Day One Vigo – Pontevedra - Cambados

We picked up half the group at Vigo airport and employing the hit-the-ground-a’ runnin’ philosophy of travel, we went directly to Pontevedra, where I had arranged lunch at a new restaurant that sounded very promising, but to which I had never been.  Our driver, Antonio, dropped us off at the Pontevedra market, which is one of the most important fish and shellfish markets in Spain.  We spent 20 minutes touring the market and, in a light rain, walked a few blocks through the old quarter to the Praza da Leña (named as the plaza where people went for firewood, leña), where our first gastronomic adventure awaited us at Chef Iñaki Bretal’s Restaurante Eirado da Leña, Praza da Leña, 3, 36002 Pontevedra, Galicia.  Eirado can mean a small plaza in Galego. 

 Eirado da Leña, Praza da Leña, Pontevedra, October 29, 2015. 
Photo by Gerry Dawes©2015 / gerrydawes@aol.com

Although Chef Bretal was not there for lunch, his team took great care of us and our first meal on the trip, of the Chef’s stylized, modernized traditional, product-centered, locavore food turned out to be superb, plus I had arranged with the restaurant to taste all six of The Spanish Artisan Wine and Spirits Group – Gerry Dawes Selections Albariños from the Asociación de Bodegas Artesanas producers whom we would be visiting the next day.  While we were waiting for our Albariños to chill, I chose a Godello from Valdeorras from the wine list.

As Taste of Northern Spain Tour 2015 member Beth Lang looks on, Gerry Dawes peruses the wine list at Eirado da Leña, Praza da Leña, 3, 36002 Pontevedra, Galicia, first day of the trip, October 29, 2015.  Photo by John Sconzo.
 
The Albariños had just been opened and we were beginning to taste them as we were waiting for the food, when I looked up and was amazed to see an old friend walk through the door.  It was tall, handsome Agustín Santolaya, the General Manager of Bodegas Roda in Haro, La Rioja.  He was in town with his distributor promoting his wines.  I introduced him to our group, then coaxed him and his representative to taste all six Albariños and promised to send him a check for showing up to make me look good!

Agustín Santolaya, the General Manager of Bodegas Roda in Haro, La Rioja, tasting the  Albariños of the Asociación de Bodegas Artesanas at Eirado  da Leña, Praza da Leña, Pontevedra.  Photo by John Sconzo, Docsconz.

The meal featured stylized versions of a Galician potato dish with pureed potatoes, Spanish paprika, an egg yolk and migas, crisply fried bread; navajas (razor clams), a wonderful fabas bean dish, lubina (sea bass) with a creamy, restrained pumpkin sauce, and a ‘gintonic’ dessert.  The lineup of artisan Albariños were great companions to this excellent opening meal. 

 Navajas (razor clams) at Eirado  da Leña.  Photo by Gerry Dawes.


Fabes de Lourenzá con langosta (fat white beans from the Lourenzá valley in the province of Lugo, Galicia with a slice of local spiny lobster meat) at Eirado da Leña, Praza da Leña, 3, 36002 Pontevedra, Galicia.  
Photo by Gerry Dawes.

After lunch, we walked back to the market, where Antonio, who had joined us for lunch, was waiting with our bus.  We drove to Cambados and checked into the Casa Rosita, then Antonio drove back to Vigo airport to pick up George and Anne Morris, Robin Causus and Sheldon Hochberger.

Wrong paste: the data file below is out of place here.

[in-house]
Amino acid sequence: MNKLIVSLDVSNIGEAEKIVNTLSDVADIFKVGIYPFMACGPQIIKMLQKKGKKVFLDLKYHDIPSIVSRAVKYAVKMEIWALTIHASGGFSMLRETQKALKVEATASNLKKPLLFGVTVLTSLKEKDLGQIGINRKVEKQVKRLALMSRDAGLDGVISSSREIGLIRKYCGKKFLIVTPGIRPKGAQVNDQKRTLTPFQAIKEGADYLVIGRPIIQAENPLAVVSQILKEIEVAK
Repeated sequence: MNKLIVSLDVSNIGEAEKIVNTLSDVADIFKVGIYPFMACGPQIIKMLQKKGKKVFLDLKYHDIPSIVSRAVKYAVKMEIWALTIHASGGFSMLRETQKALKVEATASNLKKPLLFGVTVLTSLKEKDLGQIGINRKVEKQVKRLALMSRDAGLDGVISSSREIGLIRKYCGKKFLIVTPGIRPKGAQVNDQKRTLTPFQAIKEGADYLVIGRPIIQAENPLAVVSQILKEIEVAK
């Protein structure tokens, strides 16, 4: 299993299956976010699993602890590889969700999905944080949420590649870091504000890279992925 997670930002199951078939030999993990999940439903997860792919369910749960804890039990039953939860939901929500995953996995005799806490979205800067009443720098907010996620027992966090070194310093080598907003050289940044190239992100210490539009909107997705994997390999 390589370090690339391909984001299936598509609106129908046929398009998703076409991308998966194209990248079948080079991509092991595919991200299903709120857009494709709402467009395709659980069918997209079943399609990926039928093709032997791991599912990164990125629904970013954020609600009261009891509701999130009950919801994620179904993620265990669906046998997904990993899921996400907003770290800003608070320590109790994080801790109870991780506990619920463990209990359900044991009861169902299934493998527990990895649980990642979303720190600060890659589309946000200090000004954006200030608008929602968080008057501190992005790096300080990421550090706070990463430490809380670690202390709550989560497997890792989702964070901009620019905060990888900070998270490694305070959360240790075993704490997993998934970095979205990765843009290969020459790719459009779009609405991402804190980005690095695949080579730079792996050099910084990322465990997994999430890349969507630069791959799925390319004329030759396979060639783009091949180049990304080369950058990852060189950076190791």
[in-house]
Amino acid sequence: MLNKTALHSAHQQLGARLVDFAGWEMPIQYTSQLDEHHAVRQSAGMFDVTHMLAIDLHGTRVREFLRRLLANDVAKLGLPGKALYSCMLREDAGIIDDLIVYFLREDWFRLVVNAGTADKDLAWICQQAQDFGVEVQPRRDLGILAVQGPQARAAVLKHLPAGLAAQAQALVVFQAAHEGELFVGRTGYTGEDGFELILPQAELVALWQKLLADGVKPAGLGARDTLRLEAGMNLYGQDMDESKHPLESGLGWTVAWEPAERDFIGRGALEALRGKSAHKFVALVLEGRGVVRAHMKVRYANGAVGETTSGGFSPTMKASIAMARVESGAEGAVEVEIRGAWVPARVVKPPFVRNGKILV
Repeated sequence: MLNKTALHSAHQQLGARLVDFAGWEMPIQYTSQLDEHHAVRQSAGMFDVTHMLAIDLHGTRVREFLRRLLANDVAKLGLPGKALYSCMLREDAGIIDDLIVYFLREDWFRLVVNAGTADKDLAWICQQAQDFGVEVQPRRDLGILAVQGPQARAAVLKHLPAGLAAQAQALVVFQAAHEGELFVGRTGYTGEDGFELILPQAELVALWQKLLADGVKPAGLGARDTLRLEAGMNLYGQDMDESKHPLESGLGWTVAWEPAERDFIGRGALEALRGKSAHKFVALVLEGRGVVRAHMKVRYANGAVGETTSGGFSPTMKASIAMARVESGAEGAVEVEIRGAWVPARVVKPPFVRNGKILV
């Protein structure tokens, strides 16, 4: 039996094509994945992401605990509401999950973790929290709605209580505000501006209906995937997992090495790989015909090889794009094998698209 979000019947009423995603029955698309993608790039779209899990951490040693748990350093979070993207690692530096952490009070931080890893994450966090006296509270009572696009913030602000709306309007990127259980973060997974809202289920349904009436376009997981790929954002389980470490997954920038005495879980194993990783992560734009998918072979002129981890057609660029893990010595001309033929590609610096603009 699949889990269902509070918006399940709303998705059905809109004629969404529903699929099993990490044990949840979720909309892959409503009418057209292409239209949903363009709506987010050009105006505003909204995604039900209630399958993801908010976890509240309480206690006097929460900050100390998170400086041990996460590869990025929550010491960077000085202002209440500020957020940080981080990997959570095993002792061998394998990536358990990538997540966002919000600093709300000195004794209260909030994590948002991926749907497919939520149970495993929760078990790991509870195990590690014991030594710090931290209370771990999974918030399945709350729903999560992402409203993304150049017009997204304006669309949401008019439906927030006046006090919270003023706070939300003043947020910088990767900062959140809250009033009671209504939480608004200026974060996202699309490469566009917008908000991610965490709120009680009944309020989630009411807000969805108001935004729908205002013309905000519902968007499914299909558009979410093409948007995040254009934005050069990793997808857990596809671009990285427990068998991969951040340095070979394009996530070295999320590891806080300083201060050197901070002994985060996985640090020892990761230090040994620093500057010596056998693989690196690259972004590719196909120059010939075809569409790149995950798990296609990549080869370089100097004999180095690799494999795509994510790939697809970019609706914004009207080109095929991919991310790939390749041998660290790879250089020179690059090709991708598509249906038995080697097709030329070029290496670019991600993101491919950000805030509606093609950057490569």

Given the fact that the group had just arrived that day from international flights, with plane changes in Madrid and delayed flights, I decided that it would be prudent to scratch the planned dinner out in the Cambados area, so I arranged dinner in the Hotel Casa Rosita, which has an excellent reputation as a shellfish and fish restaurant in its own right.   It turned out to be a fine relaxing choice for the first night, especially since the trip from their hotel rooms to the dining room table was just an elevator ride and few paces across the dining room.

I had spoken to the kitchen early in the afternoon, found out they had percebes (goose barnacles), the legendary, prized and quite expensive Galician specialty that tastes of the essence of the sea, and asked them to save a few hundred grams for our group.  It is always fun introducing initiates to the rites of percebes eating, which requires twisting off the coarse, leathery outer casing from the multi-toed foot and basically biting off the somewhat gelatinous, ocean-flavored flesh beneath.  This operation invariably causes shots of sea juices to fly across the table until each new initiate gets the hang of wrapping a hand around the percebe to keep the sea spray down. 

 
 Percebes (goose barnacles) Casa Rosita, Cambados, Galicia, Oct. 29, 2015.  Photo by Gerry Dawes.

The percebes were followed by pass-around shared plates of salpicon de mariscos (Spanish seafood salad; a signature dish at Casa Rosita), pulpo a la galega, octopus with olive oil, Spanish pimentón (paprika) and sea salt, with potatoes; small, one-bite, pink-orange camarones, small Galician shrimp from local waters; exceptional Galician almejas (clams) with fabes (beans), with filloas (Galician crêpes) and tarta de Santiago (almond cake) for dessert, following by a brief introduction to Galician orujo-aguardiente (marc-firewater) and an early turn-in.  

Pulpo a la galega (octopus Galician style with olive oil, sea salt and Spanish pimentón, paprika), Casa Rosita, Cambados, Galicia, Oct. 29, 2015.  Photo by Gerry Dawes.

 
Camarones, small Galician shrimp from local waters, Casa Rosita, Cambados, Galicia, Oct. 29, 2015.  
Photo by Gerry Dawes.

Fabes con almejas (beans with clams), Casa Rosita, Cambados, Galicia, Oct. 29, 2015.  Photo by Gerry Dawes.